By this stage, many of us are aware that the menstrual cycle affects female physiology and this can have knock-on impacts, from injury to training adaptation. Despite knowing this, many professionals who work with women struggle to have these conversations. As a physio, I used to think it wasn't within my scope of practice to discuss it. I’ve known many coaches who felt like it was unprofessional or “too personal”. In particular, male professionals can feel daunted by the prospect of discussing what is often considered a taboo subject. The reality is, female athletes will only learn through the professionals they work with. Our discomfort at discussing the topic is a direct barrier to women optimising their health and performance, so it's time we started working through this.
The first step is education. If you don't have a basic understanding of female/male physiological differences and the menstrual cycle, you won't feel comfortable discussing it with clients. Too often we decide that a client's failure to progress might be down to “woman problems” only after we have ruled out the areas of health we are well versed in, like nutrition, training load management, sleep hygiene etc. This is not good enough. If you are not willing to learn, or you expect your female clients to figure out their physiology for themselves, then I strongly recommend you stop working with female clients.
Reframe your outlook
Even amongst those who do have a good understanding of this topic, talking openly with female clients about the menstrual cycle can still seem daunting, especially for male coaches and health professionals. It’s important to remember that just because you don't have a menstrual cycle does not make you unqualified to discuss it with female clients. Do not assume that you know less about the science behind the menstrual cycle than your female clients just because you have no first-hand experience of it. As I mentioned earlier, if you are willing to train female clients, you need to be willing to discuss this with them.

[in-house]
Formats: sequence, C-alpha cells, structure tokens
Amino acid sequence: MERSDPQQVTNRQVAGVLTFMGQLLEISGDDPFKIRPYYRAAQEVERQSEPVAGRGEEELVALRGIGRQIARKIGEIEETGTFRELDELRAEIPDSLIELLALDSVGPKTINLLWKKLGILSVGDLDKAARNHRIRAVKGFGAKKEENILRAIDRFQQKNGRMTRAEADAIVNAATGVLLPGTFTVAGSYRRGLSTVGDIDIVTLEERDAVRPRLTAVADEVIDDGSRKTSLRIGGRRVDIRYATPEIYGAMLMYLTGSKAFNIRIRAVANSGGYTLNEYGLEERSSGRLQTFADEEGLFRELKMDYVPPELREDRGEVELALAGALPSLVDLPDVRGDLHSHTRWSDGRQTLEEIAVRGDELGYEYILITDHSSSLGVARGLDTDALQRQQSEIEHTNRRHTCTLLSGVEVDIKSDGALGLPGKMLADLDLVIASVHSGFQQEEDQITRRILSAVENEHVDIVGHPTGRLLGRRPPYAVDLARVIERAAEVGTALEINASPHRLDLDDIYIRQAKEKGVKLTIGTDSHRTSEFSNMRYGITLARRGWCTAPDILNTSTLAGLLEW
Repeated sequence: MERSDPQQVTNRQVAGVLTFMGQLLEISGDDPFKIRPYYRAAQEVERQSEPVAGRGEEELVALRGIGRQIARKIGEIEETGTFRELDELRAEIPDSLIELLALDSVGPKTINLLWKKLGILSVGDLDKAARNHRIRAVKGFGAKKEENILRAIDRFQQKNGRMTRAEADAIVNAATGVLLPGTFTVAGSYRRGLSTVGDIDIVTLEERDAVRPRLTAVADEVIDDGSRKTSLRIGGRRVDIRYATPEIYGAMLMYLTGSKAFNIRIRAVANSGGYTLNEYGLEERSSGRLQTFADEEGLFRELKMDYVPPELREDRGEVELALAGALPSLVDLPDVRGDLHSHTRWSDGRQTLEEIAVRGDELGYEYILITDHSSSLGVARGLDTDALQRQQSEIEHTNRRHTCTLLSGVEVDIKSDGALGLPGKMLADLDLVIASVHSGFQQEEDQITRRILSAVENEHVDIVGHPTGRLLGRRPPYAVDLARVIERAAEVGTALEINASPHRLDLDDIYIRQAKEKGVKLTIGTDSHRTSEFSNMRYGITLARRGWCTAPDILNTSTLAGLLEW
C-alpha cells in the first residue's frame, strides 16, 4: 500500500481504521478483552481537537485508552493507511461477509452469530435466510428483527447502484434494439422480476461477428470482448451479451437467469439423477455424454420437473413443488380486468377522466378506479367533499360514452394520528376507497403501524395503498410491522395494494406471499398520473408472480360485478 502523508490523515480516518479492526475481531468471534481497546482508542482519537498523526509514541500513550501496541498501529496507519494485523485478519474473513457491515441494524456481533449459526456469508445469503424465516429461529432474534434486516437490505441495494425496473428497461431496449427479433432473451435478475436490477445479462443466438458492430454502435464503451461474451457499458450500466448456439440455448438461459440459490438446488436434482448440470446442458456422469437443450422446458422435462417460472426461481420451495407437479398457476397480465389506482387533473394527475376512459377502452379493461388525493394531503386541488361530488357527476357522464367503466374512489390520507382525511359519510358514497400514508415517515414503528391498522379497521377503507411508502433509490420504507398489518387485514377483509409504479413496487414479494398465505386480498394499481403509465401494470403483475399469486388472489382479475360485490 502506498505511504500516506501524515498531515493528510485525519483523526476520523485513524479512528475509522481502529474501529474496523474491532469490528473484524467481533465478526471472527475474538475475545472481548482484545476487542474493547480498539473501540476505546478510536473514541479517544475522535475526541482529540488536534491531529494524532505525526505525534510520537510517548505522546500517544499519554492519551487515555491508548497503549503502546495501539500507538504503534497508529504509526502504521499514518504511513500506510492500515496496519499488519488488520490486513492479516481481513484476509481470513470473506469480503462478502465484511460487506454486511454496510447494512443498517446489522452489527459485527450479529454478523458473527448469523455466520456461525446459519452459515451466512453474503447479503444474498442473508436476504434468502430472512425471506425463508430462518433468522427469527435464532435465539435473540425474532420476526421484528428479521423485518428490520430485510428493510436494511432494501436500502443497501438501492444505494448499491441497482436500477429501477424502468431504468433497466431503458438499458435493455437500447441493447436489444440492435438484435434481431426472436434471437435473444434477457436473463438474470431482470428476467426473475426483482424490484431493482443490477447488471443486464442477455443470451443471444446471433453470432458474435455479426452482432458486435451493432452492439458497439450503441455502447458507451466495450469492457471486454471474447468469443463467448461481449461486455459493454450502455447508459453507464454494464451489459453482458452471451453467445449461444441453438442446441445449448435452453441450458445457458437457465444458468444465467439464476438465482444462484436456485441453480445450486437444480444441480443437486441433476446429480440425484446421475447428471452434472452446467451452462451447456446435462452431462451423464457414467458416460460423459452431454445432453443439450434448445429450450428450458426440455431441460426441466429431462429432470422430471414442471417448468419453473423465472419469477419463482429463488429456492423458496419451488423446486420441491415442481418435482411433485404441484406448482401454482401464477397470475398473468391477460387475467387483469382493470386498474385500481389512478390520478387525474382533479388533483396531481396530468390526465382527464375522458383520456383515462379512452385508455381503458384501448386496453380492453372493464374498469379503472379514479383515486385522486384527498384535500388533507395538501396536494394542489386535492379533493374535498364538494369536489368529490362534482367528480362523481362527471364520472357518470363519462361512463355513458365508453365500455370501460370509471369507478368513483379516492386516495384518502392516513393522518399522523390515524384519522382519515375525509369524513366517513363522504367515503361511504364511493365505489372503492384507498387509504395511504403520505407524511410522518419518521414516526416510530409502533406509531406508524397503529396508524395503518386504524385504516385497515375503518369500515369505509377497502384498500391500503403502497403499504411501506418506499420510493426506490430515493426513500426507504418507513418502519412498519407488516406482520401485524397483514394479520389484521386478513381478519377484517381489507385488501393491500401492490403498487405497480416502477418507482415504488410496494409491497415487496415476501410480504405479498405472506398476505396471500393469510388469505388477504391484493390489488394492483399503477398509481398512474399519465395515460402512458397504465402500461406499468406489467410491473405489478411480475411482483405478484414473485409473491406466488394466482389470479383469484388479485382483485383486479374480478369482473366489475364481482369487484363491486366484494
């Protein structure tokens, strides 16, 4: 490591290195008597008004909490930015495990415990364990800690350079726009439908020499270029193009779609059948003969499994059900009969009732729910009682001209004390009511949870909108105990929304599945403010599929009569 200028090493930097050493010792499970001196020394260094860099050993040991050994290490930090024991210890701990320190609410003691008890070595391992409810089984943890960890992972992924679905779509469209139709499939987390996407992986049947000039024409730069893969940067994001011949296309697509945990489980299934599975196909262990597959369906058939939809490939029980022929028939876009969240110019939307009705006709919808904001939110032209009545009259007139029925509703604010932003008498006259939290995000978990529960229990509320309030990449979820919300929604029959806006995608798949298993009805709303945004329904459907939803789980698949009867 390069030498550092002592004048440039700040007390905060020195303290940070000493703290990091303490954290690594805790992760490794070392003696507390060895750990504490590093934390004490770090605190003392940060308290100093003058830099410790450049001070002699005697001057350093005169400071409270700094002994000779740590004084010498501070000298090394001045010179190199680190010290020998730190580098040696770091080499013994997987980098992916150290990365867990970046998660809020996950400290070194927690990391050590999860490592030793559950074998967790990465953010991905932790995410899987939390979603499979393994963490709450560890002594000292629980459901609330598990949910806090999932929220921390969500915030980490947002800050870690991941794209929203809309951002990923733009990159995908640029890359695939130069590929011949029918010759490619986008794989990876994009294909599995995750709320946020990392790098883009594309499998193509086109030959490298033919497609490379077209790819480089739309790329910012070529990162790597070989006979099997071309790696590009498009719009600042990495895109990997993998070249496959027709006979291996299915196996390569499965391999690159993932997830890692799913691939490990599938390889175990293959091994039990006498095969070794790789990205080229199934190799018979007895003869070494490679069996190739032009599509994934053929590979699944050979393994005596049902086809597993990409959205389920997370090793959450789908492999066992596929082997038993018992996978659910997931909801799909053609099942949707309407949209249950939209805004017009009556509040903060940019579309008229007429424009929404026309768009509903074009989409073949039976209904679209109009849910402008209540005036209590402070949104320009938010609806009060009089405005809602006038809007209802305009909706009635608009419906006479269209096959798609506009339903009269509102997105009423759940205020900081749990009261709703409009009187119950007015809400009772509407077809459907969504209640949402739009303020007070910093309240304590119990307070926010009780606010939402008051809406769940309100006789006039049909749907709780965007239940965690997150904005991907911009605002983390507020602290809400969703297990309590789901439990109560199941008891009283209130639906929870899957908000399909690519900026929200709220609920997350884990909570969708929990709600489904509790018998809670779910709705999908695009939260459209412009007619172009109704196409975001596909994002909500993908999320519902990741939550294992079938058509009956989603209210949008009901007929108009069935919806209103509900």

It’s not about sex
Female menstruation is still a major taboo in the sports industry. Perhaps it’s because we learned about the menstrual cycle in conjunction with sexual education in school. It is perceived as an unprofessional or inappropriate conversation to have as if asking a client about their cycle is the same as asking them about their sex life. We have to separate the two and reframe our outlook. The menstrual cycle is just a fluctuation of hormones and physiological events. It is a valuable barometer of health and performance.
How to start the conversation
Once you have educated yourself and reframed the role of the menstrual cycle as a marker for health, you are ready to talk to clients. But how do you start the conversation? I recommend discussing it alongside other health questions. I ask clients if they have any general health concerns or take medication. Sometimes they might mention contraceptive medication here. If they don’t, I then ask directly if they use any hormonal medication or devices. Based on the answer, I will explain my reasons for asking and start a conversation about hormones and physiology. I aim to educate them and make them feel comfortable. I also encourage them to ask questions if they have them and mention that I may ask about their cycle in the future. This makes it easier for me to broach the topic again without alarming the client. It can also be helpful to have some written or online resources to refer your client to. This improves their education and their willingness to discuss it in future.
And now you are ready. Check out other blog articles here and my Instagram page @thephysionomad for more info on working with the female menstrual cycle.